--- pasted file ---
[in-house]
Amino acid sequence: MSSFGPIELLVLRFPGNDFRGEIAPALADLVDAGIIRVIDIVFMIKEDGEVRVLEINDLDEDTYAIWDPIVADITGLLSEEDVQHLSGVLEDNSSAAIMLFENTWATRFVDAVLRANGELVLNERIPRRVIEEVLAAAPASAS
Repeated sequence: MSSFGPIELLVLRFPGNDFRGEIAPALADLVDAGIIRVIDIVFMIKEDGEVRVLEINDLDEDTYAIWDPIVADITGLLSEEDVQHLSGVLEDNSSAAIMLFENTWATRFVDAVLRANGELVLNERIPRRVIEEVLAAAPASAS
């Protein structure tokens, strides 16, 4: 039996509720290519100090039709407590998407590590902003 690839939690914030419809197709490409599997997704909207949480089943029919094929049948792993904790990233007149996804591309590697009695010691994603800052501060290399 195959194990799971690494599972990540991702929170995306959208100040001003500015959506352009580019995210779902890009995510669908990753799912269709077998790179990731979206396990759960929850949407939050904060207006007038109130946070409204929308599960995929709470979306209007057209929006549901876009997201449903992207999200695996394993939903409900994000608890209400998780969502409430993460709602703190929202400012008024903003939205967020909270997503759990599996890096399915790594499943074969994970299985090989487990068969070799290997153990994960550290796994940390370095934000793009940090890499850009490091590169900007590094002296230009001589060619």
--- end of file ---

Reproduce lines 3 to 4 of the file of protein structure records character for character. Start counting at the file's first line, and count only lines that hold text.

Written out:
Repeated sequence: MSSFGPIELLVLRFPGNDFRGEIAPALADLVDAGIIRVIDIVFMIKEDGEVRVLEINDLDEDTYAIWDPIVADITGLLSEEDVQHLSGVLEDNSSAAIMLFENTWATRFVDAVLRANGELVLNERIPRRVIEEVLAAAPASAS
């Protein structure tokens, strides 16, 4: 039996509720290519100090039709407590998407590590902003 690839939690914030419809197709490409599997997704909207949480089943029919094929049948792993904790990233007149996804591309590697009695010691994603800052501060290399 195959194990799971690494599972990540991702929170995306959208100040001003500015959506352009580019995210779902890009995510669908990753799912269709077998790179990731979206396990759960929850949407939050904060207006007038109130946070409204929308599960995929709470979306209007057209929006549901876009997201449903992207999200695996394993939903409900994000608890209400998780969502409430993460709602703190929202400012008024903003939205967020909270997503759990599996890096399915790594499943074969994970299985090989487990068969070799290997153990994960550290796994940390370095934000793009940090890499850009490091590169900007590094002296230009001589060619």